Monday, 30 March 2009

The Future of Information Business – Google

Digitized 'information business' is a hard one. There are more losers than winners. Many old business models and even industries are in ruins or at least in jeopardy, because of the internet, and the ongoing economic downturn. The shift of the advertisements from the newspapers into the net has been especially dramatic, and disastrous for the print media in the U.S.

What has not changed is the need for information, and advertising has proved to be the best source of revenues for the old and new media companies. In digitized world the most convenient and efficient way to find information is to use search engines and their algorithms. The winner of this game, so far, has been Google (including the founders Larry Page and Sergey Brin) from Mountain View, California. According to the Financial Times (27.3.2009) search advertising business is holding up far better in the recession than other forms of online advertising, being more precise $10.5 billion for 2008, up 20% (WSJ, 30.3.2009).

It is paradoxical that Google with its mission and ambition to share all world’s information for free has been one of the most secret companies in the world. It took years for reporters to enter for the first time to the Googleplex. According to The New York Times (14.6.2006) Google's inclination to secrecy began in its days as a private company in an effort to keep its rivals from determining the profits it was making from Web search advertising. But since that its culture of secrecy has grown to pervade virtually all of itsdealings with the news media and even its business partners.

It can be argued that the future of the information business is Google. As media entrepreneur Jeff Jarvis has said “Google defines the new digital economy” (The Guardian, 17.11.2008). Therefore, we need continuously, and critically, research what Google is doing, and what are the impacts and implications of its maneuvers in information business. There is a genuine danger that Google starts act like an information monopoly if not challenged or regulated.

Table: MediaPost, 31.3.2009
(C) Photo by Turo Uskali, 12.5.2006 @ Google Press Day

Latest News

Daily Telegraph: Google under investigation for alleged breach of EU competition rules (24.2.2010)

"A Paris court has found Google guilty of copyright infringement in a ruling which could have ramifications for its plans to digitise the world's books. - - This court case will be seen as a victory for critics of the plan who fear Google is creating a monopoly over information. "
BBC News: Fine for Google over French books (18.12.2009)
Surge in search innovation.

CEO, Eric Schmidt: “The brutal economic answer is that the Internet does in fact change other people’s businesses because of this massive distribution.”
The New York Times: How Good (or Not Evil) Is Google? (21.6.2009) Google Reinvents Email, Docs with 'Google Wave' (28.5.2009)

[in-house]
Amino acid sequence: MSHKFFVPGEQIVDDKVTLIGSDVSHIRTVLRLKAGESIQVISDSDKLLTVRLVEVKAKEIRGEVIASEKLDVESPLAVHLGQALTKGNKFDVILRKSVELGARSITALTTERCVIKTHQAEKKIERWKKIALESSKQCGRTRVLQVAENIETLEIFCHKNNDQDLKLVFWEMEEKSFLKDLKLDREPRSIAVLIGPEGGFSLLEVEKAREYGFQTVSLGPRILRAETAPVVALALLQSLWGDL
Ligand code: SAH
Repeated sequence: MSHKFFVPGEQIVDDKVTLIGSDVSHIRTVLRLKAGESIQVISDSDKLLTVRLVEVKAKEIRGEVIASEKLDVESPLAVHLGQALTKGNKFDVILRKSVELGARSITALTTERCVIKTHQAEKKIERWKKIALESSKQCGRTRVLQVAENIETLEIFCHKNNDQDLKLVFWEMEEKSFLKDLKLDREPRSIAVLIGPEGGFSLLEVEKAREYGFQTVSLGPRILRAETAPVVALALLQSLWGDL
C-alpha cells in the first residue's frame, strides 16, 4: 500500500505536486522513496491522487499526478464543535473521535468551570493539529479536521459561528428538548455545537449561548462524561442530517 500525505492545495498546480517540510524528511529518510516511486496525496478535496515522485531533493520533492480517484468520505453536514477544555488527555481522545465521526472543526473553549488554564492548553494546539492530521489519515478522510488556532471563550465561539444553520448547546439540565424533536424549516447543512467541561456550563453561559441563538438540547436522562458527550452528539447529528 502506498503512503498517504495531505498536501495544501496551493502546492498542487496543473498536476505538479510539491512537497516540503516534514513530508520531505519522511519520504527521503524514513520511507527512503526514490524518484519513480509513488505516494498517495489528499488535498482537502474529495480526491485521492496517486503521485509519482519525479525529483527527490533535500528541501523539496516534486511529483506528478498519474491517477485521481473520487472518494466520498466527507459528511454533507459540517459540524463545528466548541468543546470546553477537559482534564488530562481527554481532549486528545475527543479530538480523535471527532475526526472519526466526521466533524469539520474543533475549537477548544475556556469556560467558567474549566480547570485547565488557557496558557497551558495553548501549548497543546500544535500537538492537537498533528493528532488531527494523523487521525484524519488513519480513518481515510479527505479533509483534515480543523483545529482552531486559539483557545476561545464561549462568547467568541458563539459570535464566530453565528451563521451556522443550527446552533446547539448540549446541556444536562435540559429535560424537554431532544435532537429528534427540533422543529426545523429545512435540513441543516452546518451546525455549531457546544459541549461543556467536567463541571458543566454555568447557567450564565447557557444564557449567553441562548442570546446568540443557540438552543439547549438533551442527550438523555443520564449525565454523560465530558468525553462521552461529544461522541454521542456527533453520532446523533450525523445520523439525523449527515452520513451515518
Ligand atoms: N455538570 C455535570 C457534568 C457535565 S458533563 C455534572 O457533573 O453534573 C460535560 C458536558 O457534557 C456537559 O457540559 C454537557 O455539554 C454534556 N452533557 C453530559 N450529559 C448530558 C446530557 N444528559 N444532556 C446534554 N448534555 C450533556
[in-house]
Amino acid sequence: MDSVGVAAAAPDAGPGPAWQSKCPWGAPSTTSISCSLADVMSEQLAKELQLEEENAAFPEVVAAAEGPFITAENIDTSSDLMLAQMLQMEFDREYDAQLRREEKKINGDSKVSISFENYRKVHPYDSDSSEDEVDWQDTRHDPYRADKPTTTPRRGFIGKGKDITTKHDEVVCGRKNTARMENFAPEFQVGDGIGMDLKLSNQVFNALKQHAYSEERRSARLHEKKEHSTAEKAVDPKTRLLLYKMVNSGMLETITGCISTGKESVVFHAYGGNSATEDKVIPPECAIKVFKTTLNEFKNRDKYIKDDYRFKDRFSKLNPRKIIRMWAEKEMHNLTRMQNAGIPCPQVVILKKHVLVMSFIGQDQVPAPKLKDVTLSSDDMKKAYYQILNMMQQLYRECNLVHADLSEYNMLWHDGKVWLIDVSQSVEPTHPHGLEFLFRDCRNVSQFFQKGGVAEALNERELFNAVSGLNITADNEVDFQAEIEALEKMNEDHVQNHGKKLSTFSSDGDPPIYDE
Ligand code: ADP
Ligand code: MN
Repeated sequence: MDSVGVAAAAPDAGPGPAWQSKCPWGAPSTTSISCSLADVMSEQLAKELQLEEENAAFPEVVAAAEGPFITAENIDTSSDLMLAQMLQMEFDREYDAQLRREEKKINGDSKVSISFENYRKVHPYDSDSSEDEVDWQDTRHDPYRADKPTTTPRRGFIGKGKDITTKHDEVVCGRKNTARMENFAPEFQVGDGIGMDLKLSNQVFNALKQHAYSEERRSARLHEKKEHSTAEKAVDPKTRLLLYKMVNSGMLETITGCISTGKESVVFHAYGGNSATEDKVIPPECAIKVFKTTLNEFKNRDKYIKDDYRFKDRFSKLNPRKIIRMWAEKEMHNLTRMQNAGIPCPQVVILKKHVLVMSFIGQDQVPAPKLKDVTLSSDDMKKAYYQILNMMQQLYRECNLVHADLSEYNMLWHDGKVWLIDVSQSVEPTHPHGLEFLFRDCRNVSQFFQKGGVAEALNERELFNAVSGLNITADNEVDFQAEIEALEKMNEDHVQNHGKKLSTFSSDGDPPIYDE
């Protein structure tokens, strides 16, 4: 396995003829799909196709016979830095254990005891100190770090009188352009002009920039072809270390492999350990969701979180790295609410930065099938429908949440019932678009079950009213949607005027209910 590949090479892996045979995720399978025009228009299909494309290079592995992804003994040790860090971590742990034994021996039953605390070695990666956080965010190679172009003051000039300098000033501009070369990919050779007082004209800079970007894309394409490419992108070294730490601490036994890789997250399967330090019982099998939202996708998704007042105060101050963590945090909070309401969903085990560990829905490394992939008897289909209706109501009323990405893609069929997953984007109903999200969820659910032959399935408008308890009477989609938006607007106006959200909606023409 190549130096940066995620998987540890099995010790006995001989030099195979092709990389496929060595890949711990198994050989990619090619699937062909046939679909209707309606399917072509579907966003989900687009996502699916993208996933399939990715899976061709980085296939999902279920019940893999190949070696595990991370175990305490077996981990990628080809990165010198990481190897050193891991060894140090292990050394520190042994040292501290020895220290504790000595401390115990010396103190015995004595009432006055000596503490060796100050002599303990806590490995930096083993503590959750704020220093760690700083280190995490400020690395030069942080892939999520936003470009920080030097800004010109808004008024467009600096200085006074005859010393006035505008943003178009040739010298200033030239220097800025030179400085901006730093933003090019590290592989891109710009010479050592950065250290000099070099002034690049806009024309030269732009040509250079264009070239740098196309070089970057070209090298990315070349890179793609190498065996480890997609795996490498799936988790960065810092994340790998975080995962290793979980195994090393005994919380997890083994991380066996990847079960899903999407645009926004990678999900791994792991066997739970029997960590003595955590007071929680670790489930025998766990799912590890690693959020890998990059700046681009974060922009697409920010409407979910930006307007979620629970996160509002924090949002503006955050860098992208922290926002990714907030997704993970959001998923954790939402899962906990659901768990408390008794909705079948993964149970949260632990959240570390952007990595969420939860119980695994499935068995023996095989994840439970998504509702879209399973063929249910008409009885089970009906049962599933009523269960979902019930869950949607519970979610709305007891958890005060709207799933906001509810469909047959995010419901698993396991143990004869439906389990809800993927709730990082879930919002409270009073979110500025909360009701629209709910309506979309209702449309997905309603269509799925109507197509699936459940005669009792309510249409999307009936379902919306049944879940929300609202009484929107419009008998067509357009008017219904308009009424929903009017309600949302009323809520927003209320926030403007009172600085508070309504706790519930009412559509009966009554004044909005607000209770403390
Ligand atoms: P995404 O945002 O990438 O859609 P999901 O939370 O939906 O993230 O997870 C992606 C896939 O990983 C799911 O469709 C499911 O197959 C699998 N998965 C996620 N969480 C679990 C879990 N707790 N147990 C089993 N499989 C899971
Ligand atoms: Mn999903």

Google (DEMO): Google Waves (1.6.2009, 120 min)
The NYT:
Preparing to Sell E-Books, Google Takes on Amazon (31.5.2009)

"Google's co-founder, Larry Page, admitted today that the company has been losing out to Twitter in the race to meet web user's demand for real-time information."
The Guardian: Google 'falling behind Twitter' (19.5.2009)

The Guardian: Google faces antitrust investigation over $125m book deal (29.4.2009)
Forbes: Why Google Is The New Pirate Bay (17.4.2009)

"Spending on US search advertising will decline this year, the first time the market – dominated by Google – has faced a serious downturn, analysts predict."
FT: Search ad spending predicted to fall (9.4.2009)

The newspaper industry can dig itself out of trouble – but only if it starts innovating. - - Turmoil in the print industry was the result of newspapers failing to keep up with the pace of change – and ignoring their readers' wishes."
The Guardian:
Newspapers must keep innovating, says Google chief Eric Schmidt

"Google's net income in 2008 was $22 billion, just under half of the entire newspaper industry (roughly $45 billion). Newspapers operated at 10 to 11 percent margins, Google at roughly 20 percent."
The Biz Blog/Poynter:
Google CEO Should Pledge Help at NAA; AP Targets Aggregators (6.4.2009)

BuzzMachine/Jeff Jarvis:
Why Google should want Twitter: Currency (5.4.2009)

Forbes: Murdoch Wants A Google Rebellion (3.4.2009)
Google Starts Venture Capital Fund (31.3.2009)

WSJ: Google Aims to Connect Ads for TV, YouTube (27.3.2009)
LAT: Google changes search results, snippets (24.3.2009)

Latest Interviews

"We are advertising company."

"We think the 20 percent time is really the only way that we have been able to maintain our innovations as we get larger."

Charlie Rose: Google CEO Eric Schmidt (Video, 6.3.2009)

Latest Comments:

"I urged Google to come up with a revenue-share plan using Google News as a platform and opening the ad spigot. It would benefit itself by turning on another revenue source, and help news publishers by paying them according to the number of clicks through to their content by Google News users.

Steve Outing: How can newspapers help Google? (12.4.2009)

Eric Schonfeld (TechCrunch/WP):
Does Google Really Control The News? (11.4.2009)


Auletta, Ken. 2009. Googled. The End of the World as We Know It. The Penguin Press, New York.
The New York Review Of Books/Robert Darnton
(12.2.2009): Google & the Future of Books
Jarvis, Jeff. 2009. What Would Google Do?
Vise. A. David & Malseed, Mark. 2006.
The Google Story: Inside the Hottest Business, Media, and Technology Success of Our Time.
Battelle, John. 2005. The Search: How Google and Its Rivals Rewrote the Rules of Business and Transformed Our Culture.

1 comment:

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